With Fall just around the corner, you might be cramming in all your favorite hikes before Winter weather comes. Snowshoeing is a great way to continue enjoying your favorite (and new) trails around you through the dead of Winter.
Northern Colorado has adapted a love for snowshoeing. And it’s awesome. With snowshoes, hiking and backpacking lose all seasonal boundaries. Between the areas in the Poudre Canyon and Rocky Mountain National Park, there is an abundance of hiking trails that stay open year-round for winter snowshoeing.
Unlike Backcountry or Cross-Country Skiing, the only gear required for snowshoeing is snowshoes, waterproof hiking boots, and warm Winter clothing. Trekking poles, waterproof backpacks, and gaiters are often used by snowshoers. Gaiters can definitely make the trip more comfortable, since they will keep snow and water out of your boots and legs.
Snowshoes vary widely in price, so as with any outdoor gear, do a little bit of research and read reviews to purchase wisely. You can even make your own snowshoes!
Popular Trails “Up the Poudre”
North of Rocky Mountain National Park, there is a lot of protected National Forest land that can easily be reached from Fort Collins via HWY 14. In most of these areas, dispersed or wilderness camping off the trails is permitted as long as you follow designated rules and Leave No Trace principles.
Little Beaver Creek Trail is a 12.9-mile out and back trail in Comanche Peak Wilderness. Rated as Moderate, this trail has a hefty total elevation gain of 1,948 feet. Dogs are allowed but must be kept on leash as mountain lions have been seen in this area for years.
Enjoy this trail as it takes you deep into the forest. There are a lot of trails that meet up with Little Beaver Creek Trail, and you can find more information on this trail system here.
Dispersed Wilderness camping is allowed in Comanche Peaks Wilderness. If you are planning on snowshoeing the entire trail, backpacking might be a great opportunity to enjoy the Winter wilderness.
Zimmerman Lake is a great trail for beginner snowshoers, since it is a moderately trafficked 2.7-mile loop trail. There is a low, 518-foot elevation gain. This trail features a lake, wildlife, and a wonderous alpine forest landscape. Dogs are allowed here but must be kept on leash.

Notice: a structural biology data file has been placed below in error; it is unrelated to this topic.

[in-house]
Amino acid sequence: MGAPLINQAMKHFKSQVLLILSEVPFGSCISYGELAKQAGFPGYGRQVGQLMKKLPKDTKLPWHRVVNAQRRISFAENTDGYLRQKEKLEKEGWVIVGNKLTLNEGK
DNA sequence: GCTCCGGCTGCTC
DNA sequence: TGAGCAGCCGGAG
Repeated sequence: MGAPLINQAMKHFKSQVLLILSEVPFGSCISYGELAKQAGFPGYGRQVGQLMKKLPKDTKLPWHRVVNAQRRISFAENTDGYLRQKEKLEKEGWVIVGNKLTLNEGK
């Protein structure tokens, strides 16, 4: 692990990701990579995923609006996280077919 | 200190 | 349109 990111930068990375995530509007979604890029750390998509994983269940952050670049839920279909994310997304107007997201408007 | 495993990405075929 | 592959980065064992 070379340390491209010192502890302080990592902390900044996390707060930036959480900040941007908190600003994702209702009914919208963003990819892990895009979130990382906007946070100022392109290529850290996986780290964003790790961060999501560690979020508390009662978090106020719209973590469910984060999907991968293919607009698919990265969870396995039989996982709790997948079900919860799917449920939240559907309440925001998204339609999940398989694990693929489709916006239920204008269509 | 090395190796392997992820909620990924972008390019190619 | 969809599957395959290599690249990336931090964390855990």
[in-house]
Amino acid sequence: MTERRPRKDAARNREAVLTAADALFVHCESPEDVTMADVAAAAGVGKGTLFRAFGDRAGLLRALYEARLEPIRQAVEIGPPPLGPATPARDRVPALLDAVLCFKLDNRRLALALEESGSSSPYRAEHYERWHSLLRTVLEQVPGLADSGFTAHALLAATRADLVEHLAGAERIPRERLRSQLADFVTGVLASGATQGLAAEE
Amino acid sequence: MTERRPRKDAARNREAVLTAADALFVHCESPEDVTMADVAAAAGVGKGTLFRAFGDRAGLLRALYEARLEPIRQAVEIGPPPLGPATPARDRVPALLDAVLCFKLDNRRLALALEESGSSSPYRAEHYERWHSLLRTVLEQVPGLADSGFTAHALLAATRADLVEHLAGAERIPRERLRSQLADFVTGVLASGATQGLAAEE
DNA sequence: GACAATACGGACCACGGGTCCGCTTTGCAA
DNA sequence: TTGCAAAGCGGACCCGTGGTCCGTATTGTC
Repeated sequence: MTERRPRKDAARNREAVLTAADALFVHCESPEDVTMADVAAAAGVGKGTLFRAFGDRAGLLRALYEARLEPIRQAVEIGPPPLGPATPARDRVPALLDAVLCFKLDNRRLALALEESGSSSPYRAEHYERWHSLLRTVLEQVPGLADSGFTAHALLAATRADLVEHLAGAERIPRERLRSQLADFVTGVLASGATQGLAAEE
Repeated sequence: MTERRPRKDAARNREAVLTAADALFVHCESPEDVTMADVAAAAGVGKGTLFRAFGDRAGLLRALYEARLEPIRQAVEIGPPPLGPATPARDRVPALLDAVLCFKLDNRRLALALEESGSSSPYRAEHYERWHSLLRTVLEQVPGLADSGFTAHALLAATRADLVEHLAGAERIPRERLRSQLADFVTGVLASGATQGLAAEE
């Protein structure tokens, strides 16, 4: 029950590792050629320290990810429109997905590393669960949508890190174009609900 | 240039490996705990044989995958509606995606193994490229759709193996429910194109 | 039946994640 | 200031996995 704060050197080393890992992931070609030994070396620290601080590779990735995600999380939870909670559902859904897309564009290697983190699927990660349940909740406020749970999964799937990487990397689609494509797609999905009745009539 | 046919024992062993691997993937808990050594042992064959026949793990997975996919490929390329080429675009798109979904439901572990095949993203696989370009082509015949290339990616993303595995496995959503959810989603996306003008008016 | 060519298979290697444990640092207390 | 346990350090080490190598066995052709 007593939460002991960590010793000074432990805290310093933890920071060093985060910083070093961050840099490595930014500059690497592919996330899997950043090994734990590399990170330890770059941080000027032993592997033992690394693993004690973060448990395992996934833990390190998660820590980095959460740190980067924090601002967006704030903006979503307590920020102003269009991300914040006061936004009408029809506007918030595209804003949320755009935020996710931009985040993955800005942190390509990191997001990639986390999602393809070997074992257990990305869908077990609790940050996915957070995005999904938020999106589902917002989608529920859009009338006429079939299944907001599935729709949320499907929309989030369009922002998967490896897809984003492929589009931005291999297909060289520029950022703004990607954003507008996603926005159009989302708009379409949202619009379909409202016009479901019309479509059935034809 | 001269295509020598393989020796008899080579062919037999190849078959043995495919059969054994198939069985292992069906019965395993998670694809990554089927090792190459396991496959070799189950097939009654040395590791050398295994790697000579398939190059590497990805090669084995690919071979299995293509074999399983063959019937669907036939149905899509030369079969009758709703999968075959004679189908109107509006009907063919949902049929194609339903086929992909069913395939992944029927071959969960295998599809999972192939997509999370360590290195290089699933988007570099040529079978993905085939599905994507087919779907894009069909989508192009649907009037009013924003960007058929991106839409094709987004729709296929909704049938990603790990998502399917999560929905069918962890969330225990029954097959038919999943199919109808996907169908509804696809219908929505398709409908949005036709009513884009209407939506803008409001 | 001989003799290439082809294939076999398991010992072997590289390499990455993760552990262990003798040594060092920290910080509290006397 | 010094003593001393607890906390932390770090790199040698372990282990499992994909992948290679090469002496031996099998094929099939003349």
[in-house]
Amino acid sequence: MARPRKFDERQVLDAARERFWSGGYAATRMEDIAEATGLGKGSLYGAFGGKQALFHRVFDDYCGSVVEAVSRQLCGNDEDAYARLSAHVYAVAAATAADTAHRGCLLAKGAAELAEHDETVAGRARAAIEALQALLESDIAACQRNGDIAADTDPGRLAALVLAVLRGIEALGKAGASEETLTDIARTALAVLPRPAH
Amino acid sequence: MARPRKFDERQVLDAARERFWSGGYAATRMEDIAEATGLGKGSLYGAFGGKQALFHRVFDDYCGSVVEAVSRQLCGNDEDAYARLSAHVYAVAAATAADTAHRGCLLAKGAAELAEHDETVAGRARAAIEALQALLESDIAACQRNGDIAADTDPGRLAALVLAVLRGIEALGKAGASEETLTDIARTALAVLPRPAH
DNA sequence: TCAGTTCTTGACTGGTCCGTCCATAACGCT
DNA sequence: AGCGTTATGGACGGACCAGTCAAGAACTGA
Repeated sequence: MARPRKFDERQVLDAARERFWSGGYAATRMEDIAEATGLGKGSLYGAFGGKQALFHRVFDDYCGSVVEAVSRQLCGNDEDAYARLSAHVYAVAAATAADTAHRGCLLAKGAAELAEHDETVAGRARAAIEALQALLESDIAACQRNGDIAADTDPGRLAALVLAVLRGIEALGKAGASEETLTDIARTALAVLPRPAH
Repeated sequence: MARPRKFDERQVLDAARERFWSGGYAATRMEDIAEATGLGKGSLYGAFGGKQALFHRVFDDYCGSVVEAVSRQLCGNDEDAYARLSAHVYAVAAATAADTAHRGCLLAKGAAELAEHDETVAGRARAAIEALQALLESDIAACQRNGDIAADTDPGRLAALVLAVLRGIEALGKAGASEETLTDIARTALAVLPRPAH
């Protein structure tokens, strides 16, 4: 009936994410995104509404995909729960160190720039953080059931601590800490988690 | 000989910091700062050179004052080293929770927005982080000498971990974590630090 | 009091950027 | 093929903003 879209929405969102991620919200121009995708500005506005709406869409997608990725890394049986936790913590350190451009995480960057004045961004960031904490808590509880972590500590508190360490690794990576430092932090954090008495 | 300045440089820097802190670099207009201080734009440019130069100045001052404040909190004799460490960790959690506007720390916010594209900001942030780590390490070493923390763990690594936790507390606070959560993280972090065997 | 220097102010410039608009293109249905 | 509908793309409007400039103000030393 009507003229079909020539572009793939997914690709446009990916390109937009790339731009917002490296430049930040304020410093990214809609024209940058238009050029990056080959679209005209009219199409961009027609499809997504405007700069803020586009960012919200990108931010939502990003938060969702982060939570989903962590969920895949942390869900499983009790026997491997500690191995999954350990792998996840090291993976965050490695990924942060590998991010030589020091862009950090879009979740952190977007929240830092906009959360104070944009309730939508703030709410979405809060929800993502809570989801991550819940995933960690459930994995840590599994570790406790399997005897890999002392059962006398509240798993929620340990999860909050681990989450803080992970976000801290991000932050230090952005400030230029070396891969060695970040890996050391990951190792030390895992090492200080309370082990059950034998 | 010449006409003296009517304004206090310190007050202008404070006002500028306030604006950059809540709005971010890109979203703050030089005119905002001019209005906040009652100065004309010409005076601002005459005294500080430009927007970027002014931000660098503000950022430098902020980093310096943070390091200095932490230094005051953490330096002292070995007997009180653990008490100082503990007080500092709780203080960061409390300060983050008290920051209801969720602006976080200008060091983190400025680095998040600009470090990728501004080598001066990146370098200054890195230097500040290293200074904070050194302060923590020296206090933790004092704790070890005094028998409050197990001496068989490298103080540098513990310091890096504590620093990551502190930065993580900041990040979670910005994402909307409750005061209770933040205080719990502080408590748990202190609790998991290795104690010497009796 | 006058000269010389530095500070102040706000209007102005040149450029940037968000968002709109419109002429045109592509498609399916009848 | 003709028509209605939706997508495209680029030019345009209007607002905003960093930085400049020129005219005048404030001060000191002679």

The trailhead is right off HWY 14 and easy to find in Roosevelt National Forest. Fishing here is catch-and-release only and can only be done with a Colorado Fishing License.
There are spectacular views of the surrounding wilderness areas and high peaks from this Winter trail.
American Lakes Trail is in State Forest State Park near Walden, CO. This moderate trail is a 6.8-mile long out and back trail. Dogs are allowed on leash here. Camping is permitted in State Forest State Park, but no fires are allowed above timberline.
Walden is the “Moose Viewing Capitol of the World” as there is an abundance of moose in the area due to human involvement and incidental entrapment by highways. Here is more (fun-fact) information on the moose situation in the area.
State Forest State Park has so many other trails that can be accessed in the Winter that are worth checking out. There are even trails that link up to the American Lakes trail, so you can choose to continue to other trails if you’d like.
Deep into the Northern Colorado high country, State Forest State Park is one of the best, secluded spots to recreate. Its year-round accessibility makes it perfect for hiking and snowshoeing.
In Roosevelt National Forest, Blue Lake Trail is near Red Feather. This out and back trail is 10.3-miles long and heavily trafficked year-round. Dogs are allowed here as long as they are on leash.
No camping is allowed within .4 miles of the lake (ignore the fire rings near the lake’s shore) but is permitted along other parts of the trail. You can camp here, and then connect to Cameron Peak (typically suggested only in the Summer months).
Blue Lake Trail is rated as a moderate hike but will be pretty technical with snow on the ground as there are river and stream crossings. This isn’t a trail I would recommend for your first snowshoe hike. This would be a great trail for a first winter-backpacking trip though, since it is not a super long trail.
In 6.5 miles, this out and back trail has a strenuous 1,128-foot elevation gain. Near Glen Haven, this trail follows the Poudre River. Dogs are allowed (on leash) on this trail. Though not very technical, the elevation gain makes this trail moderate.